As I said in my recent post "Gender, Gay Marriage and Galileo" -- we have to get past the mental obstacle that marriage is for specifed categories of people. We have to stop tying it to notions of gender or chromosomes or sexual orientation. The noisy political arguments always develop around how to define these categories....which is how the religious right wind up wanting to deny marriage rights to the "gay" category. It's also how LGBT people wind up arguing whether it should be called "gay marriage" or "same-gender marriage."
Instead, we could be talking about "universal marriage." This is a far more human, and user-friendly idea, with a clear precedent in American history.
Marriage should be about PERSONS, not categories. Human personhood is a universal thing. Marriage seems to be a universally human thing, with two people bonding together for whatever purpose a society wishes. Marriages work universally even when children don't happen -- for instance, to provide economic security and to alleviate loneliness in old age. So the idea of personhood should be the basis for marriage between two human beings if they wish to live in that state, regardless of what their gender or sexual orientation is, and regardless of whether they plan to have children or not, or even whether they're capable of having children or not. So we could call it "universal marriage."
Historically, marriage was far from universal, and often limited to certain categories of people. A couple of years ago, I wrote a lengthy piece on the history of marriage for Gay & Lesbian Review. Marriage history is full of surprises, and the religious right often lie in their teeth when they talk about it.
For many centuries the Roman Catholic Church controlled everything in Europe, so you could only marry in a Catholic church in front of a priest, i.e. married couples had to be Catholics. Then along came the Protestant reformists, and they told the Catholic Church to go screw itself. The Protestants then pioneered the concept of "civil marriage" (i.e. you could marry in front of a representative of local civil government). How ironic that some of the same religions who say today that "all marriage is sacred and heterosexual" were once the religions who pioneered the right to civil marriage -- an idea that was revolutionary and rabble-rousing in its time!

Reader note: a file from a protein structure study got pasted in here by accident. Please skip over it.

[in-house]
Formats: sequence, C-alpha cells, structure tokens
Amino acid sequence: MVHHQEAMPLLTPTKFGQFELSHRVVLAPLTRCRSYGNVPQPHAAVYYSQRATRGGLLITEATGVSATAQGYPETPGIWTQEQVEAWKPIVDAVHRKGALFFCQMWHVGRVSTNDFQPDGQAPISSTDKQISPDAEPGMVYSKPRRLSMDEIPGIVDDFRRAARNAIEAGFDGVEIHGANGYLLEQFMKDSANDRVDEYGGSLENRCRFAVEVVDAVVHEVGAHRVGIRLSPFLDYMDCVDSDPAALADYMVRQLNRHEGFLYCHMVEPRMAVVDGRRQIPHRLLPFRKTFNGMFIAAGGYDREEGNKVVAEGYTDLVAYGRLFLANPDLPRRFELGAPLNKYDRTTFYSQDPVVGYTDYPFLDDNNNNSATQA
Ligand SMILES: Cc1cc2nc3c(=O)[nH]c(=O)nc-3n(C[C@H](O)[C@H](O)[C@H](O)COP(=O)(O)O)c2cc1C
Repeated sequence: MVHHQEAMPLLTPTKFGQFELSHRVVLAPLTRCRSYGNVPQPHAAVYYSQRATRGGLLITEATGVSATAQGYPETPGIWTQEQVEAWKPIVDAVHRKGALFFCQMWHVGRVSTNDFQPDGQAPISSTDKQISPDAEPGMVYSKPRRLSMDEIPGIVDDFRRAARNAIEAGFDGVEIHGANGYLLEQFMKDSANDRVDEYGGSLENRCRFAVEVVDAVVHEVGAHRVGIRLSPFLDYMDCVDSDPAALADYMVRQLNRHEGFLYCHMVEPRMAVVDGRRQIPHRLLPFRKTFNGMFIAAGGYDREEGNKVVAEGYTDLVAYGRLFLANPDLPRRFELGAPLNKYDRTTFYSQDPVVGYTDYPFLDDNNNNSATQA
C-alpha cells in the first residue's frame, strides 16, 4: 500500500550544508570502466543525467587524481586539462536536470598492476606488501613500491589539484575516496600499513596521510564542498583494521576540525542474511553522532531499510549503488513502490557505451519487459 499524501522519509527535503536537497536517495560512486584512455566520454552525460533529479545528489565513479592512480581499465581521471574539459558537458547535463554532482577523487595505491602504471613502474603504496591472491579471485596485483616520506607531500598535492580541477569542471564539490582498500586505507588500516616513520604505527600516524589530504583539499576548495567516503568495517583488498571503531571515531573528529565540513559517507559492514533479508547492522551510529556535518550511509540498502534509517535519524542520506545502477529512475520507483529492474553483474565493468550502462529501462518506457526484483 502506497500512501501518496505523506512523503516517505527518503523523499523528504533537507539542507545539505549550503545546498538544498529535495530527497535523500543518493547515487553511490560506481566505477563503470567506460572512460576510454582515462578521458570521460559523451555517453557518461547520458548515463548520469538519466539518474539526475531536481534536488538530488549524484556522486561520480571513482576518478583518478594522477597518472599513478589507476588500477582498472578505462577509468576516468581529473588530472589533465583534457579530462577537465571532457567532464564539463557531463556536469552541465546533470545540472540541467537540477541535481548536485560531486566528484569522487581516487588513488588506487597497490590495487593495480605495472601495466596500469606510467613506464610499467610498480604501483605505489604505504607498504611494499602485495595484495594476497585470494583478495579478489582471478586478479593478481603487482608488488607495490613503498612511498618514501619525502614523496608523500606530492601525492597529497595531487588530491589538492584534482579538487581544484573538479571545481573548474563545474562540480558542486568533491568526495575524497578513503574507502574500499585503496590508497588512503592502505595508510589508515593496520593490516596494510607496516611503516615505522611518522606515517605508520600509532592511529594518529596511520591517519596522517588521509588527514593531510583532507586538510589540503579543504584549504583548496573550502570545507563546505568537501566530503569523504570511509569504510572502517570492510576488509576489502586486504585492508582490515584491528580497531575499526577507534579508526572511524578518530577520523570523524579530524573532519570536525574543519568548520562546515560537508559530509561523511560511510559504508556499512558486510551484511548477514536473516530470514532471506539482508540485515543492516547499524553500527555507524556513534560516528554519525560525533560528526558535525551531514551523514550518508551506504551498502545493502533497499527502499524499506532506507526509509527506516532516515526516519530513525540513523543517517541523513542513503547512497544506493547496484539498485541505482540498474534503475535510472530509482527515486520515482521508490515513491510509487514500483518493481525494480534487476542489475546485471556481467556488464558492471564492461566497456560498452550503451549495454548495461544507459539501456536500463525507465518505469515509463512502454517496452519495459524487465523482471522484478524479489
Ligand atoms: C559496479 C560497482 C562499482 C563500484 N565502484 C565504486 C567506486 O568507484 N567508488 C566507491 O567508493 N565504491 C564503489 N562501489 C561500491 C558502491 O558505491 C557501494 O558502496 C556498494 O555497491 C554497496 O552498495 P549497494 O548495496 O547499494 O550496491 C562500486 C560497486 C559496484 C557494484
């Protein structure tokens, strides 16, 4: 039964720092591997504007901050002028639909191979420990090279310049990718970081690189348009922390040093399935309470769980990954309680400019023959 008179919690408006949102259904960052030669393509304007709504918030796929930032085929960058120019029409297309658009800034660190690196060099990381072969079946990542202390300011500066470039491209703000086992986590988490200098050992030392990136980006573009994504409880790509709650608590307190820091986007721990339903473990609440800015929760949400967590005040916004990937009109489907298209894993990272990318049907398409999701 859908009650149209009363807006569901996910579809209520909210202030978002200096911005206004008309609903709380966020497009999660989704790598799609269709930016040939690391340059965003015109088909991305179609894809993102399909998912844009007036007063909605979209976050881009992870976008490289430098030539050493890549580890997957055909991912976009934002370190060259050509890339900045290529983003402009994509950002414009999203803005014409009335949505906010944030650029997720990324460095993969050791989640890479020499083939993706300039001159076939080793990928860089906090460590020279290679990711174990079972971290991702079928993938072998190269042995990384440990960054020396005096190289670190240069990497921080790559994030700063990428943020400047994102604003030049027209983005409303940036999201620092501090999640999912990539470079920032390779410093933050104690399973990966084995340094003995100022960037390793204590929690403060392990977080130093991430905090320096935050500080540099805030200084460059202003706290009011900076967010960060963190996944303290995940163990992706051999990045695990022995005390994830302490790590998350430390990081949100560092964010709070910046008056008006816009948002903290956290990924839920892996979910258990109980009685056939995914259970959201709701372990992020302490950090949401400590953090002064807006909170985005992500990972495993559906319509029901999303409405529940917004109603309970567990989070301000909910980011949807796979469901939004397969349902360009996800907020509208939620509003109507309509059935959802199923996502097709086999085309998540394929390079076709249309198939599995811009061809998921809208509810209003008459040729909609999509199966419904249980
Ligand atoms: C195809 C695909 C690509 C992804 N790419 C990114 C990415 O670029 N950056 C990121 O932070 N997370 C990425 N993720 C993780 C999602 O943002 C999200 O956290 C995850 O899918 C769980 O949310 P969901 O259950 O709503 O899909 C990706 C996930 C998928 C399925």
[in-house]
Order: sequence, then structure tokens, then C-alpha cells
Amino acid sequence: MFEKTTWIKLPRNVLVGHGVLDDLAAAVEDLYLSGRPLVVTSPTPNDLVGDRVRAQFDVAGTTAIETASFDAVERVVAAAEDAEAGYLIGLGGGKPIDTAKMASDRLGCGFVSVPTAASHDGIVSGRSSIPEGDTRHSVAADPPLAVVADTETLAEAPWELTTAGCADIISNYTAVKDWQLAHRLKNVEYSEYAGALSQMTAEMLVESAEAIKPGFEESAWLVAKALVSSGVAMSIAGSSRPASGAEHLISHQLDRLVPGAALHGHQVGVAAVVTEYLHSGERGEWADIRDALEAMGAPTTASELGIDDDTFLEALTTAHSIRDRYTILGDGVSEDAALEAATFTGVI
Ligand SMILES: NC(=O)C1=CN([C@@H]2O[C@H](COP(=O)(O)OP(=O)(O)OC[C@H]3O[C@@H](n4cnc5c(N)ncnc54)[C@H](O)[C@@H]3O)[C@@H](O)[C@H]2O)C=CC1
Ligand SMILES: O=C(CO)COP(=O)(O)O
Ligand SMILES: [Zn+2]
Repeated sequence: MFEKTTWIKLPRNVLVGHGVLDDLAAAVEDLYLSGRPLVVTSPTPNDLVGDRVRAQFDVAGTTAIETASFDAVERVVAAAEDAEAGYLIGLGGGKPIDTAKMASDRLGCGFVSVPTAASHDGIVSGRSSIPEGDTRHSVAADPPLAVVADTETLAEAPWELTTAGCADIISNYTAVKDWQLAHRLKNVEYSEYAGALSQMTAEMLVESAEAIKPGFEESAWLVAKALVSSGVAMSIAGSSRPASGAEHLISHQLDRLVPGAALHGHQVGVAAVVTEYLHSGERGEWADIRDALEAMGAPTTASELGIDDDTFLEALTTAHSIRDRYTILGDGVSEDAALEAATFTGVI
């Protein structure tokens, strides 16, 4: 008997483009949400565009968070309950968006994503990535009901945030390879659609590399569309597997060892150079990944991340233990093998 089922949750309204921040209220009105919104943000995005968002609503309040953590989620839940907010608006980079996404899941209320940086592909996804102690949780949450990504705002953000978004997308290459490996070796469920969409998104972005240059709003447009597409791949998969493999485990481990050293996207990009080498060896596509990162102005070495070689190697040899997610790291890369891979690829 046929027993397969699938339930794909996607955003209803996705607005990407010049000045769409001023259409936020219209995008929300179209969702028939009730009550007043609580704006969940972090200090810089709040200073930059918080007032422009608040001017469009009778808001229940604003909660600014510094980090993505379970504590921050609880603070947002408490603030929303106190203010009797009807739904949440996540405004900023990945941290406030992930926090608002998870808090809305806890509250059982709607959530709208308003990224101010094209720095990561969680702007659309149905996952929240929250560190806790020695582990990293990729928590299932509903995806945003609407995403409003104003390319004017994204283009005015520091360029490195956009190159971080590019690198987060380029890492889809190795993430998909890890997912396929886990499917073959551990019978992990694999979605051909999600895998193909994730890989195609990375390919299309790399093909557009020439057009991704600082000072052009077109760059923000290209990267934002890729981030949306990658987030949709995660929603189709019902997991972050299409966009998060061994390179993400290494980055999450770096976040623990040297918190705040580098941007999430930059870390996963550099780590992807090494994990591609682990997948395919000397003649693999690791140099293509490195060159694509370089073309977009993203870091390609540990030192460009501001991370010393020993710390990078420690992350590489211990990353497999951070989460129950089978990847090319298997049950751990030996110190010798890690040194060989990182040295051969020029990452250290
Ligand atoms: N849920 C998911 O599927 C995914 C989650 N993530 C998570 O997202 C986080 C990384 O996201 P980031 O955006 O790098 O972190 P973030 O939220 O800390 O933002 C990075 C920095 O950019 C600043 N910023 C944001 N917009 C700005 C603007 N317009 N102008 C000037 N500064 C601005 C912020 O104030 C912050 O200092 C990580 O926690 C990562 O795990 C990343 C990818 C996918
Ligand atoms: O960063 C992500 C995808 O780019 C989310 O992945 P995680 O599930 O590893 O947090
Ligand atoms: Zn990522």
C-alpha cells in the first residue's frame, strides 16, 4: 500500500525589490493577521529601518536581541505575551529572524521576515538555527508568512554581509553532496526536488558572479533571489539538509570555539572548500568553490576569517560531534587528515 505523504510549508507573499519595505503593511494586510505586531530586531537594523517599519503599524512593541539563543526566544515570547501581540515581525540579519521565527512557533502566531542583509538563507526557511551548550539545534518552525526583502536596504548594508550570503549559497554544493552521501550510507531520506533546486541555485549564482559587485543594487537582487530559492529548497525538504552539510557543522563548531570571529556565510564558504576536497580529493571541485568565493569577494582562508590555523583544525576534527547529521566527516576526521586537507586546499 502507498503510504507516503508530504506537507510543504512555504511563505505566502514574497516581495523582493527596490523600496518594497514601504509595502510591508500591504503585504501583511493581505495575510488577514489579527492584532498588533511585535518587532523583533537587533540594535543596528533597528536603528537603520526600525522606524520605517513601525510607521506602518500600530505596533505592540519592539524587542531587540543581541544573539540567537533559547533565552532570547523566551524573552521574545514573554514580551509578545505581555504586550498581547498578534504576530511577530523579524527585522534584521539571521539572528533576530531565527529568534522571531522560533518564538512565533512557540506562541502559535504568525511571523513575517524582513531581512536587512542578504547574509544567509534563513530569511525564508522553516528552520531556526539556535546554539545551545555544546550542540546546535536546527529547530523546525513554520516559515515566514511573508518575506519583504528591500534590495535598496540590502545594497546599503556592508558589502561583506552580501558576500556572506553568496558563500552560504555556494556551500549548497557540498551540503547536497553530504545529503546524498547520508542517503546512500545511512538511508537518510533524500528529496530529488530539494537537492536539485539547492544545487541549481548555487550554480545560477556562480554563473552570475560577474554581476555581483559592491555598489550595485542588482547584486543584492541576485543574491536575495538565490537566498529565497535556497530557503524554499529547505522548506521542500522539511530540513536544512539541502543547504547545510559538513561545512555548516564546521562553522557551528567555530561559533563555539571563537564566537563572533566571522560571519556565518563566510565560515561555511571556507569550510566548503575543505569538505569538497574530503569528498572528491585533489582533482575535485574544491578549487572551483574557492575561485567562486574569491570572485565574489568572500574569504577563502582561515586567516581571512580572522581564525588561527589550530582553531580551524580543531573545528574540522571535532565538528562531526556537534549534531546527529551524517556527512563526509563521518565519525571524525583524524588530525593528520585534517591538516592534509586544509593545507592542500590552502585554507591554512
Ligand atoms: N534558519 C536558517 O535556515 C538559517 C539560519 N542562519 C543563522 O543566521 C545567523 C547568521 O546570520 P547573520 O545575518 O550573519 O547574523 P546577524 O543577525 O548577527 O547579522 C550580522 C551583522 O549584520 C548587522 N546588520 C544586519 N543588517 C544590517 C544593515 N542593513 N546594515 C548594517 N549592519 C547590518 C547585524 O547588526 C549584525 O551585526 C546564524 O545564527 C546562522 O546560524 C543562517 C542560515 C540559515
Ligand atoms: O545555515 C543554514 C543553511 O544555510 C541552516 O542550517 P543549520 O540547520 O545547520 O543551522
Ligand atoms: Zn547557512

So marriage is best defined by the purely human, not by categories of persons. Animals are not humans. So a concept of human marriage gets around the religious right's panicky insistence that "if gay marriage is legalized, people can marry their pets."
When the United States launched in the 1700s, access to marriage faced a problem because most states were controlled by a single state religion. New England States were Congregational, while Virginia and Maryland were Anglican, for example. This created some legal cans of worms. You could only have a valid marriage if you were married in the church in your home state...which could have meant that your marriage was not recognized in another state. Marriage was one of the legalities left to the states to regulate...and it was also one of the reasons why our founders had to get rid of all the state religions and invent the idea of "full faith and credit" so that certain legalities would be legal in all states.
The concept of "universality" already has an interesting precedent in U.S. history -- namely with the right to vote. It was -- and still is -- called "universal suffrage."
Under the original state constitutions of the 13 former colonies, voting rights were very narrowly granted -- to free white male Christian property-owners. Little by little, through amendments to state constitutions and the U.S. Constitution, the right to vote was broadened towards what came to be called "universal manhood suffrage" -- meaning that a free man could vote whether he owned property or not.
Eventually Catholics and Jews and members of other religions were allowed to vote, as were former slaves, and finally women. By then, people talked about "universal suffrage." Now and then, there have still been attempts to disenfranchise whole groups of voters. For example, in the 1930s, during the Great Depression, there was a big political flurry over whether to deny the vote to all the millions of people who were unemployed or homeless.
Today, technically, we do have "universal suffrage." But in practice it isn't quite "universal." There have been flurries over whether people who are illiterate can vote. Today we still deny the vote to minors, and to 5 million people who are convicted of felonies. Disenfranchised felons include many black men...which is why the criminal justice system's habit of punishing blacks more severely than whites has become a huge voting issue. This tragic problem of the black male vote is something that must be fixed, and soon.
But at least we as a nation have committed to the ideal of "universal suffrage." Why can't we commit to the ideal of "universal marriage"?